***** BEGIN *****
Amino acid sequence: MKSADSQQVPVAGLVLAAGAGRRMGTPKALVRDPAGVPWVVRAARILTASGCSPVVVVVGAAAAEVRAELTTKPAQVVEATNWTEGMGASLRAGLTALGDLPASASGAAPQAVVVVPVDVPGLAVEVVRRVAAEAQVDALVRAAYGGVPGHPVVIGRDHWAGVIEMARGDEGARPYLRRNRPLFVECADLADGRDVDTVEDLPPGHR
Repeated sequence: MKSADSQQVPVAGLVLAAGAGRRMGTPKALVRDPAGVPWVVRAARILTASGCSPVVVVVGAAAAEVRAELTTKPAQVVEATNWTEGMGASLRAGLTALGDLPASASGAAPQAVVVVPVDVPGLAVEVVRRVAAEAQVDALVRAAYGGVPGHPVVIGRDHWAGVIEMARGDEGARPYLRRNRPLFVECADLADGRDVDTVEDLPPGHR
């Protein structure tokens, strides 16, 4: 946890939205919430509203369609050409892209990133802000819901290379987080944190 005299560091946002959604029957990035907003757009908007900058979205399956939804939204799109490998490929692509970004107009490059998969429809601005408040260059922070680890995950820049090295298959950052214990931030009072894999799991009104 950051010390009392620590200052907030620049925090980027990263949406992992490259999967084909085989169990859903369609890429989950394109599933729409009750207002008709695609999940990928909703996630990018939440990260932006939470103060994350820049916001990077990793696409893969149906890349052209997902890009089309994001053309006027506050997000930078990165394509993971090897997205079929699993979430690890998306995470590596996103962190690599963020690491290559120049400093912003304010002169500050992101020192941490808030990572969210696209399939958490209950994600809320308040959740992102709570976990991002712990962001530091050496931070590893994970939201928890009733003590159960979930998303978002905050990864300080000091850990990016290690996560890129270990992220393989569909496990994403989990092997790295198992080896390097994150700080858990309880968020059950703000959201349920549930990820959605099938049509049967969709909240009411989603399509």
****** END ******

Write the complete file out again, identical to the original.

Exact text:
Amino acid sequence: MKSADSQQVPVAGLVLAAGAGRRMGTPKALVRDPAGVPWVVRAARILTASGCSPVVVVVGAAAAEVRAELTTKPAQVVEATNWTEGMGASLRAGLTALGDLPASASGAAPQAVVVVPVDVPGLAVEVVRRVAAEAQVDALVRAAYGGVPGHPVVIGRDHWAGVIEMARGDEGARPYLRRNRPLFVECADLADGRDVDTVEDLPPGHR
Repeated sequence: MKSADSQQVPVAGLVLAAGAGRRMGTPKALVRDPAGVPWVVRAARILTASGCSPVVVVVGAAAAEVRAELTTKPAQVVEATNWTEGMGASLRAGLTALGDLPASASGAAPQAVVVVPVDVPGLAVEVVRRVAAEAQVDALVRAAYGGVPGHPVVIGRDHWAGVIEMARGDEGARPYLRRNRPLFVECADLADGRDVDTVEDLPPGHR
């Protein structure tokens, strides 16, 4: 946890939205919430509203369609050409892209990133802000819901290379987080944190 005299560091946002959604029957990035907003757009908007900058979205399956939804939204799109490998490929692509970004107009490059998969429809601005408040260059922070680890995950820049090295298959950052214990931030009072894999799991009104 950051010390009392620590200052907030620049925090980027990263949406992992490259999967084909085989169990859903369609890429989950394109599933729409009750207002008709695609999940990928909703996630990018939440990260932006939470103060994350820049916001990077990793696409893969149906890349052209997902890009089309994001053309006027506050997000930078990165394509993971090897997205079929699993979430690890998306995470590596996103962190690599963020690491290559120049400093912003304010002169500050992101020192941490808030990572969210696209399939958490209950994600809320308040959740992102709570976990991002712990962001530091050496931070590893994970939201928890009733003590159960979930998303978002905050990864300080000091850990990016290690996560890129270990992220393989569909496990994403989990092997790295198992080896390097994150700080858990309880968020059950703000959201349920549930990820959605099938049509049967969709909240009411989603399509």